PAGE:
Sunday, April 29, 2012

All Natural Food Dyes Made @ Home: Pink

My three year old's birthday cupcakes with naturally dyed pink icing using this cream cheese icing recipe
Food dye has been reported to contribute to a number of known behavioral conditions (ADHD, for example- source), and also digestive issues for me and my loved ones.  So I started thinking about ways to develop healthier food dyes that I could make at home for things like dying icing and Easter eggs.

Well, sorry that I'm too late for your Easter festivities, but I thought I would share anyways because this is helpful stuff! 
If you have tried to find a natural alternative to the food dyes that come from the grocery store or a Hobby Lobby/ Michael's type craft store, you most likely were met with a pretty steep price.  I think I once paid $20+ dollars for natural versions of a 3-pack of red, blue, and yellow.

Formerly having decorated cakes professionally, with the "bad" dyes that worked so well, I also never found any natural dyes that fit the bill for my dying needs.

Until now, that is- and I made them myself so even better!  Here is my recipe for pink icing and a couple of tips and how-tos for home dye used for icings.

Home-made Icing/ Food Dyes: Pink (see below for other color possibilities)
This recipe ends up yielding about 3-4 Tbsp of concentrate (depending on how concentrated you make it), which I used to dye about 4 cups of icing for a light pink color.  Use more beet and honey if you want it to be more fuchsia or dark pink.

The slightly tan icing on the right is what I started with before adding this dye recipe
  • Beet, shaved or grated with a microplane (a microplane is particularly helpful if you don't have a high powered blender)
  • Honey
  • Water
  • I used equal parts grated beet and honey- 2 Tbsp of each, and filled the bottom of a pot with water- just enough to cover.  The main part is to have equal parts honey and equal parts grated food you are using for color.
  • Bring to a boil and then simmer until most of the water has evaporated off.  You can let it simmer for up to 30 minutes if you want it to be really concentrated- which will emulsify better with an icing or frosting.
  • When it has reached desired consistency- like a thick sauce, puree, preferably in a high powered blender, but you can also use a food processor or a magic bullet type blender.
  • When you blend with icing or frosting (or ice cream base, etc. the possibilities are endless :), make sure all parts are at room temperature so they will emulsify better.  Add concentrate one tsp at a time for easier emulsification.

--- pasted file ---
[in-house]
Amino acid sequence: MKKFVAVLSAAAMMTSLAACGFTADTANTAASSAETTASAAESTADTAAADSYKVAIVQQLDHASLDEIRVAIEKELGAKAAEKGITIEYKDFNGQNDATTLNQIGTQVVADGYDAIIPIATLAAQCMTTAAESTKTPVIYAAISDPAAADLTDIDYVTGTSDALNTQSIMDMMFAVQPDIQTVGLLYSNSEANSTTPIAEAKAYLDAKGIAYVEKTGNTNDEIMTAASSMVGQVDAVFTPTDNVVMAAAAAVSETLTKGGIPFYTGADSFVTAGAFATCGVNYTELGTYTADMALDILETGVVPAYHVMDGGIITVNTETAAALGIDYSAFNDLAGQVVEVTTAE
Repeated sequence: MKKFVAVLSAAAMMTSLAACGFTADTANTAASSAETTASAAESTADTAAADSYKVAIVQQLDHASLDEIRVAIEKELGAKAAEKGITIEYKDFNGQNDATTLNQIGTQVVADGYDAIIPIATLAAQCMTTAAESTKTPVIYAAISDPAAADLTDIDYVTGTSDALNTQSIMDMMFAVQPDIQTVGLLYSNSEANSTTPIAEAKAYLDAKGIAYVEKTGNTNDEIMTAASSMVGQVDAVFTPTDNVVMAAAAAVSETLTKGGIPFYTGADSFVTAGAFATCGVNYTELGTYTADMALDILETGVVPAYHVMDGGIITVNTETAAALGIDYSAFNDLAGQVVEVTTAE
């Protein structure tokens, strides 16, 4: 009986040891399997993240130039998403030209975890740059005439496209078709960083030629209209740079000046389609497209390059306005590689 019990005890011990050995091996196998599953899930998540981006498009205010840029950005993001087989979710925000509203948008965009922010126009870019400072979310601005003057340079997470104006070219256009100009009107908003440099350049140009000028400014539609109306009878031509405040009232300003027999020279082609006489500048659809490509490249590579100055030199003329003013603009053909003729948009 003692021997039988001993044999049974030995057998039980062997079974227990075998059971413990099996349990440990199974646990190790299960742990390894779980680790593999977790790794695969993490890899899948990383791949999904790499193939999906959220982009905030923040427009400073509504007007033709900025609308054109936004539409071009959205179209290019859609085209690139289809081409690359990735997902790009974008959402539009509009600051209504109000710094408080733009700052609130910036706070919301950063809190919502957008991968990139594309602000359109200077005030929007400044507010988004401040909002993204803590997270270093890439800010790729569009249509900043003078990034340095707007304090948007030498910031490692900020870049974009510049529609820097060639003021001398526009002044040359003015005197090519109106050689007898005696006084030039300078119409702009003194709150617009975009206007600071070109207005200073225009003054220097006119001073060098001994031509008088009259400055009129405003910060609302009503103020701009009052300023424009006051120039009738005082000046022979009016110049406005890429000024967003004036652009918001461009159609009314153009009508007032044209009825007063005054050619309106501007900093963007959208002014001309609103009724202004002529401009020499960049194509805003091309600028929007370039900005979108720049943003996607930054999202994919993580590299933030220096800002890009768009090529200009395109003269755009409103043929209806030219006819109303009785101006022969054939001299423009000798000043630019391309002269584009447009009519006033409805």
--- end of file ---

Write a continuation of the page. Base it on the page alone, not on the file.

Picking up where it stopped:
• And pipe, prepare, eat. etc.- that's it!
 Tips and Tricks:
  • The trick to a good dye is for it to be viscous (very thick) and concentrated.   You want it to emulsify well with the icings or frostings since your they will most likely contain a good amount of fat (water- or runny icing dye and fat would not mix well together).
  • You will want to also have a thick sweetener handy.  Honey, I believe, would be best here.  But you could also use glucose (although somewhat hard to come by), coconut nectar, and perhaps maple syrup.  I have had the best results with honey.
  • The honey neutralizes the beet flavor so no, there is no funky beet taste :).
  • If you have found that your color is too bright or bold, and you want to make it more muted, then try adding a color from the opposite of the color wheel, which you can find here.  For example, if I wanted more of a salmon color- like a muted pink, I could have used a pinch of spinach or mint added to the beet dye to mute the pinkness some.  If you notice that the icing above seems somewhat muted anyways because I started with a brownish (because of the coconut sugar) icing.  Brown mutes everything- all colors interact with each other so experiment, experiment!
  • There are many colors found in nature; however, when it comes to food dying I believe the lower the water content of the food, the better.  Also avoid foods that oxidize easily (like bananas- they turn brown) when heated.
  • Possible other foods that could be used with this recipe formula:
    • Red/ pink foods- raspberries (although higher in water content), beets, red cabbage.  I would not recommend using strawberries- even if ripe because they are extremely high in water content.
    • Orange/ Yellow foods- turmeric (one tsp of this goes a long way without adding any kind of funky taste), lemon or orange zest.
    • Green Foods- spinach, even though it has a high water content is the best I have found for turning things green, also mint.
    • Brown- dates and prunes are a great source for brown
    • I'm still trying to come up with ideas for bluePurple is easier- blueberries I'm sure could do the trick. 
This post has been linked up to:
Sugar Free Sunday @ Flip Cookbook
Slightly Indulgent Tuesday's @ Simply Sugar and Gluten Free
Allergy Free Wednesdays , a wide variety of allergen-free recipes hosted by six different bloggers


  1. Blue! One one of my favorite blogs here:

    1. Thanks so much! Baking soda- of course! Since it's basic it reacts with acidic ing. I know this because I once made PB & J cookies with grape jelly and a high baking soda PB cookie recipe. When I pulled them out of the oven they had a blue ring around the purple jelly in the center :)

  2. Thank you so much for sharing your great and informative post on Allergy-Free Wednesdays! Be sure to check back next week for recipe highlights (including the top 3 reader choice submissions and hostess favorites).

    Be Well!


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